That said, I have found good books and new authors this way, and I’m hoping one or two surprise me…but not incredibly optimistic. So, why am I doing this?

First, because I did “buy” the books, and feel somewhat obliged to the authors to have a look in them. Free books are used as promotions, after all, but the strategy is foiled by the tendency of readers (like me) collecting lots of free books but never having much motivation to read them. So this is my motivation.

Second, because I’m hoping to get an idea of what does catch a reader into a story, and whether this can inform my own writing. The first chapter or so of a book is vital to catch the reader’s attention, whether that’s an agent or publisher you are querying, or a potential customer checking out the Amazon sample or flipping through the first few pages while browsing in a bookstore. Sure, a lot of the time I buy a book just on reputation/recommendation, but even then those first few pages have to convince me to actually read it (which leads to me reviewing/rating it, and potentially spreading the good word and helping the author to further sales).

And thirdly, perhaps my mini-reviews of the first few pages will help the authors of these books realise what may not be working. I intend to try to be kind, and of course a lot of this will be my personal preference. I’m sure a lot of these books will find readers who absolutely love them, even if I don’t. But I’m equally sure some of them have some common problems and maybe identifying those will help.

So, without further ado (ok, one ado – I’m starting with pretty mainstream fantasy only, as it’s my taste and anything else would be at a disadvantage), here’s the list, with a few comments (disclaimer: some may no longer be free):

Glimmer Vale – Michael Kingswood

The Bite on the Line – Simon Kantan – Eye-catching but steampunk

Twisted Fate – Jeremy Laszlo (Update 1)

When Women Were Warriors Book I: The Warrior’s Path – Catherine M Wilson

The Seventh Horse: Shader Origins – D. P. Prior

Fire & Ice – Patty Jansen (Update 2)

Chronicles of Den’dra: A Land Torn – Spencer Johnson (Update 2)

The Weight of the Crown – Tavish Kaeden (also in the SPFBO)

Fell Winter – AJ Cooper (Update 1)

Shadowborn – Moira Katson (Update 1)

Stormsinger – Stephanie A Cain – not medieval but not punk, so ok.

Magic of Thieves – C Greenwood (Update 2)

The Key – Jennifer Anne Davis (Update 2)

Skip – Perrin Briar – Clockpunk? We’ll see…

The Kinshield Legacy – K C May

The Last Priestess – Elizabeth Baxter (Update 2)

Enchantment’s Reach – Martin Ash (Update 1)

City of Blaze – H O Charles (Update 1)

The Light of Theolan – Nick Marsden (Update 1)

The Dreamer and the Deceiver – Alex Villavasso (Update 2)

A Dance of Dragons – Kaitlyn Davis

Red Axe, Black Sun – Michael Karner (Update 2)

Song of the Fairy Queen – Valerie Douglas (Update 1)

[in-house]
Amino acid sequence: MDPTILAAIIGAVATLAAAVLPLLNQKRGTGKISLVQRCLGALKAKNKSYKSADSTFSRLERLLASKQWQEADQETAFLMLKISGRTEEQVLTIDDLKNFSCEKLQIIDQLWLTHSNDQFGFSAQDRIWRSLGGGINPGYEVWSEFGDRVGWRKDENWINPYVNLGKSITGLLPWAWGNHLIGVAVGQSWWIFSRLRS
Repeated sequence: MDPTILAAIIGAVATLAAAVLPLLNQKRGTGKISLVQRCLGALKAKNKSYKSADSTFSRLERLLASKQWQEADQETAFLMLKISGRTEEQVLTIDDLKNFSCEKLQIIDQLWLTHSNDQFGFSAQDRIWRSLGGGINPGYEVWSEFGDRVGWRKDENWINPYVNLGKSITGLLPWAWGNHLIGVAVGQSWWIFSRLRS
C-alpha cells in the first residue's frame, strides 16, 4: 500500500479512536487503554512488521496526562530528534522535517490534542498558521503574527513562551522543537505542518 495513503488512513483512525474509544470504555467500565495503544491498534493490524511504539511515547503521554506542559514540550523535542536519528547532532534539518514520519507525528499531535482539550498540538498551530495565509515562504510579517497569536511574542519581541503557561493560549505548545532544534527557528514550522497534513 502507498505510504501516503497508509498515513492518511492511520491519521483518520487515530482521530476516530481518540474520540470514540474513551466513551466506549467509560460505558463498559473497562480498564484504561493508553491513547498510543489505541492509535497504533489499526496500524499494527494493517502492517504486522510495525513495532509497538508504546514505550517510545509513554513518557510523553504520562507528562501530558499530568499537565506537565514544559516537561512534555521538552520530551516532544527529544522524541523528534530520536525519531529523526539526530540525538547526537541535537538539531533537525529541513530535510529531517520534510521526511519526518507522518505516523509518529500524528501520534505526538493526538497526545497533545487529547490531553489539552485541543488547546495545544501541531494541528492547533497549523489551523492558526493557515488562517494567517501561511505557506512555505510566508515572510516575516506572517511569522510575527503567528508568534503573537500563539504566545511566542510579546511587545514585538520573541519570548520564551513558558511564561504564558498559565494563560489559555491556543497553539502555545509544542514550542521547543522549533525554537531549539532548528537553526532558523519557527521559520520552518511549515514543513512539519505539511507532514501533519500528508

The Unwilling Adventurer – Heidi Willard

The Last King’s Amulet – Chris Northern (Update 1)

New World: A Frontier Fantasy Novel – Steven W White

The Book of Deacon – Joseph Lallo – big seller, this one

Firehurler – J S Morin

City of Rogues – Ty Johnston (Update 2)

Sorcerer’s Code – Christopher Kellen

The White Tree – Edward W Robertson – another bigger indie name

Dawn of War – Tim Marquitz – and another, associated with Ragnarok Pub.

That takes us through 2014…time to stop! I’ve left off books that I’ve either read or know I’m definitely going to, a few by authors I’ve read, and quite a few sci-fi/dystopian/urban fantasies. I think there’s more than enough to get my teeth into though…now to find the time!

Update 1: In Search of the Hook – First 8 (randomly selected)

Update 2: The Hook Strikes Back – Next 8.

Indie Books I’ve Read

As I said in a previous post, I thought I’d list some of the self-published and small-press fantasy I’ve read over the past few years that have been a cut above the rest. By this I mean good writing, effective storytelling and something that sets them apart from the masses – including some big-publisher fantasy – and makes them worth reading.

I’ll say up-front that I still think the best books out there are traditionally published. Brilliant writers with exceptional ideas and execution usually get through, at least in fantasy. They also get the benefit of professional editing, proofreading, cover art and the rest, so the final product is almost always of higher quality, in my experience. However, that doesn’t mean that you should ignore indie fantasy. A slick package isn’t the primary criteria in a lot of our choices – film, music, art, clothing, cars, houses, lovers – and if everybody agreed on the best book there’d only be a handful of acceptable authors out there, after all.

As I’ve said before, indie fantasy can be a great source of new ideas and fresh voices; it can provide something you’ve never seen before, or something you’ve wanted to see again (but the mainstream has left behind); and it might just allow you to find a story that is just what you wanted to read, even if it’s not perfectly polished. There are plenty of traditionally published books I don’t want to read, and many a self-published effort that whets my appetite where mainstream fare has failed.

So, with that in mind, here’s a collection of books I’ve enjoyed and which, while none of them are 100% perfect, I’d thoroughly recommend.

Eternal Knight – Matt Heppe